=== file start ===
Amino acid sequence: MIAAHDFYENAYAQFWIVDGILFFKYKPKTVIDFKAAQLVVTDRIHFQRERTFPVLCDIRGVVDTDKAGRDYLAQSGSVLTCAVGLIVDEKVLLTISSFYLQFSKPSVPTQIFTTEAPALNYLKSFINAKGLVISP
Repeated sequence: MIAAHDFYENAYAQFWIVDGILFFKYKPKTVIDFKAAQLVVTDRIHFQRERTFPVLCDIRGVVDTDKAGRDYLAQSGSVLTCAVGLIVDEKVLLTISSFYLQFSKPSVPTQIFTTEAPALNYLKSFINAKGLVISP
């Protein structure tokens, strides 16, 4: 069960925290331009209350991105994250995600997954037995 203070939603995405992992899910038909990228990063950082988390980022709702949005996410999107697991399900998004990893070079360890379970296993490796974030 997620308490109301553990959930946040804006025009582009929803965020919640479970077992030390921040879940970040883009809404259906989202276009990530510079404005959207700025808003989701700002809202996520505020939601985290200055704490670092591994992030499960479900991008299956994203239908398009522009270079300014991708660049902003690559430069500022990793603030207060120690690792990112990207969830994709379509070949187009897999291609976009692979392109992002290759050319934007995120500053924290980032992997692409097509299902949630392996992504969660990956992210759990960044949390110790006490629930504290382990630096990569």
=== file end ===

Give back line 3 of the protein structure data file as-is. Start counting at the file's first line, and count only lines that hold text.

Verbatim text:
């Protein structure tokens, strides 16, 4: 069960925290331009209350991105994250995600997954037995 203070939603995405992992899910038909990228990063950082988390980022709702949005996410999107697991399900998004990893070079360890379970296993490796974030 997620308490109301553990959930946040804006025009582009929803965020919640479970077992030390921040879940970040883009809404259906989202276009990530510079404005959207700025808003989701700002809202996520505020939601985290200055704490670092591994992030499960479900991008299956994203239908398009522009270079300014991708660049902003690559430069500022990793603030207060120690690792990112990207969830994709379509070949187009897999291609976009692979392109992002290759050319934007995120500053924290980032992997692409097509299902949630392996992504969660990956992210759990960044949390110790006490629930504290382990630096990569």